SURGEON GENERAL'S WARNING:
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  4. #24
    armygrnt502's Avatar
    armygrnt502 is offline Making my streets safer, one day at a time
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    Our dept. uses 10 codes, but there are times when the officers use plain English. The 10 codes here are similiar to those counties around us, but are different than the codes used in another part of the state.

    We too have two different codes for accidents, a 10-45 for a non-injury and a 10-46 for accident w/injuries. When it comes to wreckers, we simply say send me next on the list.

  5. #25
    Tripleseven is offline Trooper First Class
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    My department/state is pretty big on 10 codes and I never really understood it. People in scanner land know what the codes mean, but sometimes it does sound more professional. When shit hits the fan, and you need help, the code is 10-78, but i hear "help" much more often than that.

    Some of the other codes depend on what CAD system/program your agency uses. Each specific incident has a separate code, such as: DUI= 2115, MV crash- fatal= 3000, crash with injury=3100, ect. Out of a list of about 90 10-codes they make us learn in the academy, there is probably about 20-25 we use frequently.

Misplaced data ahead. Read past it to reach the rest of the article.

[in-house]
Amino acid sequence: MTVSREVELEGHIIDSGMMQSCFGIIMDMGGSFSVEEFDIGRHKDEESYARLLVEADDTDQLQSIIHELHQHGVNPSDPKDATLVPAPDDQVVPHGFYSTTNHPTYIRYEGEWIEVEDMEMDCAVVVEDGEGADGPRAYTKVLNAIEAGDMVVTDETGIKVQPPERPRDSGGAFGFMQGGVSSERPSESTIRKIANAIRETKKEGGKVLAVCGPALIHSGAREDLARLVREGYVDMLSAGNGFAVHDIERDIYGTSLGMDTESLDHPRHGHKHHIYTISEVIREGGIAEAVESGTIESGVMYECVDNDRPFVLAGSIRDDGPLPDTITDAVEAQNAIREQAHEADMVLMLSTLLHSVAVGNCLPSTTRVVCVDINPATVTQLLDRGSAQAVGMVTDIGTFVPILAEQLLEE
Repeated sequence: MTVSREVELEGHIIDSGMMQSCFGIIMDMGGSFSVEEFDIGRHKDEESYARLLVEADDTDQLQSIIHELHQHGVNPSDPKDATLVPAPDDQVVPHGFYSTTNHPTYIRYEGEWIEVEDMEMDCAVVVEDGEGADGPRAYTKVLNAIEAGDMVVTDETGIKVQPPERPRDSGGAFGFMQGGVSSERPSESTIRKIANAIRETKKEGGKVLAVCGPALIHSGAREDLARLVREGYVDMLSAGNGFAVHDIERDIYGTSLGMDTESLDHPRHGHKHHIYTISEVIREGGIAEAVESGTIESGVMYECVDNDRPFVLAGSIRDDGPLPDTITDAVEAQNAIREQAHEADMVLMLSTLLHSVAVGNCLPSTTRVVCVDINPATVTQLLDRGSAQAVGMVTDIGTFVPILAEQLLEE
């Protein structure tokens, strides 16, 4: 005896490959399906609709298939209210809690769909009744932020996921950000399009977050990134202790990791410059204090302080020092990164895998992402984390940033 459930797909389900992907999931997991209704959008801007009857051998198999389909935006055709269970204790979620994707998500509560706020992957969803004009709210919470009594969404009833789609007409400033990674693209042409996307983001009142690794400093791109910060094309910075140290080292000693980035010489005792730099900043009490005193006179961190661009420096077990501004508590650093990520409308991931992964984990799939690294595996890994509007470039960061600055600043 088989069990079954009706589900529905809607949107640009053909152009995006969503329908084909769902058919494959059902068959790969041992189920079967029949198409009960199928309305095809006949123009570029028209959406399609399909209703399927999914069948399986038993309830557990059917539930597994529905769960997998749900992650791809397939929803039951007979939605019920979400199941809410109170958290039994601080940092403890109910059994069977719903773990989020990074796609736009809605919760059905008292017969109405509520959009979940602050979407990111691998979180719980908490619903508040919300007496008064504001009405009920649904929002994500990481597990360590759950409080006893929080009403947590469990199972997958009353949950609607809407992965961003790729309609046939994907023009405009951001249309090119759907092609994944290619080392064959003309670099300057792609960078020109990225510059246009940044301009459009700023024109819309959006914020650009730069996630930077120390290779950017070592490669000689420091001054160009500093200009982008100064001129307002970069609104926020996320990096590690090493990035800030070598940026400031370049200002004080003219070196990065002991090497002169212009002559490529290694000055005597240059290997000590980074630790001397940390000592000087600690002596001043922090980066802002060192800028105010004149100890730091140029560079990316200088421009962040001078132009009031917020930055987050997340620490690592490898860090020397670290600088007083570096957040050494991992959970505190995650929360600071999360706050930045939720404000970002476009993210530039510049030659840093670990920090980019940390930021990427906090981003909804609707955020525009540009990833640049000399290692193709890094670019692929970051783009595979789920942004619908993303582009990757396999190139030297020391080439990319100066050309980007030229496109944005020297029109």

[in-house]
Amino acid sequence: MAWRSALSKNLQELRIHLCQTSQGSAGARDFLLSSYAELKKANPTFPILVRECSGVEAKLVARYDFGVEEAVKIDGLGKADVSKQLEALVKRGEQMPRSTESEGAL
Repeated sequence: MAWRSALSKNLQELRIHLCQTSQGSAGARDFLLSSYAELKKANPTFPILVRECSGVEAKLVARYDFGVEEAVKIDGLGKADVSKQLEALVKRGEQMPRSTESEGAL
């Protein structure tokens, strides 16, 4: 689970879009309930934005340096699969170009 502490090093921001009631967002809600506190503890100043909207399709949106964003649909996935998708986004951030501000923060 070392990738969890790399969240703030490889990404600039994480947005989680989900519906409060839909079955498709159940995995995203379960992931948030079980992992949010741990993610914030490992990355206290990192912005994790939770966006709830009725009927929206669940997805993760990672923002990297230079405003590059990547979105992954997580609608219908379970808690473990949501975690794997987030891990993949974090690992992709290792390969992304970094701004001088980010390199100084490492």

6. #26
    NJDenv1's Avatar
    NJDenv1 is offline Communications Officer
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    We still use 10-codes here in my town, and most of our state. Some towns around here are starting to use plain english, but I think that we'll continue to use 10-codes for a while. Makes things sound more professional (at least I think so). Like, we have 10-8 for in service, 10-10 for officer in trouble, 10-18 for proceed with caution, etc, etc, etc. And what do the rest of you say instead of 10-4 for acknowledgement? It's so easy to just say 10-4 instead of "received" or whatever else I'd have to say.

  7. #27
    Willowdared's Avatar
    Willowdared is offline Bendy not Breaky
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    hmmm, the benefit of codes, is it's easier to abbreviate the radio chatter - more words = more confusion.